On February 27th, the international community of Groningen came together to show solidarity with the people of Ukraine. According to the organisers, an estimated 3000 people joined the protest, with many more joining other protests in and outside of the Netherlands. The majority of the speakers were local students from Ukraine. Maria was one of them, and one of the last to speak. She did not speak about her own experience but shared letters written by her friends and relatives, most notably including a letter written by her grandfather who is stuck in Kyiv and who wrote it specifically for her to read at the protest. Maria gave us permission to publish the letter here.
An artist painted a picture – ruthlessly shredded to bits. A sculptor created a statue of unbelievable beauty – smashed to pieces. A child built a dreamlike sandcastle – someone crushed it with a dirty boot. That someone is a barbarian. I am very hurt at heart, it’s painful looking at destroyed residential buildings, schools, kindergartens and hospitals, which I have spent 40 years of my life building. In those 40 years, the beauties of Kyiv were built. Obolon, Troyeshyna, Teremky, Bilychi, Poznyaky, Vynogradar.
Who gave Putin and his followers the right to shred, smash and crush with a dirty boot the capital, other pearl cities, villages? No one. He is a ‘peace-maker’! He assures everyone that he is not guilty, he just has such neighbours: Chechens are fighting with Chechens, Georgians with Georgians, Moldovans with Moldovans, Belarussians with Belarusians, Ukrainians are fighting with Ukrainians. This practice needs to actually be adapted by the Russians themselves in the fight against Putin, only then there will be peace in Europe. There is a Putin-Russian expression – nravitsya ne nravitsya, terpi moya krasavitsa (whether you like it or not, endure it my beauty). A good response to that is another Russian expression that Putin doesn’t seem to have learned in school: Nasil’no mil ne budesh (You can’t be liked forcibly).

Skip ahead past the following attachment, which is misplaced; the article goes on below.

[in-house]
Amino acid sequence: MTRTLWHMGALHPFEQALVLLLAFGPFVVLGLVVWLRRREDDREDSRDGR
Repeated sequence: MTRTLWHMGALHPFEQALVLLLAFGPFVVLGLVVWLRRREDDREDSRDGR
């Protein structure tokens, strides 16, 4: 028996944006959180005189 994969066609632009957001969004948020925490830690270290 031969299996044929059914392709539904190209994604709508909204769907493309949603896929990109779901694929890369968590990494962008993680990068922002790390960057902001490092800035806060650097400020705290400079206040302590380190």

There is a lot I would like to say to relatives, past friends, acquaintances that live in Russia. I am writing this letter from the suburbs of Kyiv to the roar of missile fire, shells, bombs. I want to convey my thoughts to the population of the Netherlands, a beautiful and interesting country I have visited multiple times and have seen people from all corners of the world there. Those of you that hear me, spread my message further, to anyone that will listen. Tell them about what war really is, then this horrible word can be erased from our lexicon forever. Your descendants will only find its meaning in the dictionaries of the past. I ask for this letter to be read to you by my granddaughter Maria. Yes, you are looking at a live fascist. This slender, young beauty standing before you according to the words of Putin is a horrible Nazi, who must be killed. Shame.
I have written what I have to say, and you heard me. It is easier on the soul from that. You shared my pain. Thank you for that. Glory to all the peaceful people. Glory to Ukraine.
Your Nazi Anatoliy
February 27th 2022
The letter is one of the many voices of innocent Ukrainians, people whose lives have been upturned with one decision, against their will and outside of their control. When I try to write a commentary about it, I’m lost for words. How to, in a few sentences, summarise my thoughts about all this, put in a greater context, share my opinion, write anything meaningful without taking attention away from the letter? How to say anything when it’s not my place to speak.
Because it’s my job, as a writer at StudentenKrant, I will soon publish a more indepth opinion piece not so much on the war itself but on the world’s response to it.
Below you can find links to verified information sources and fundraisers where you can help.
Stand with Ukraine Instagram: @withUkraine
Stand with Ukraine Telegram: http://t.me/with_ukraine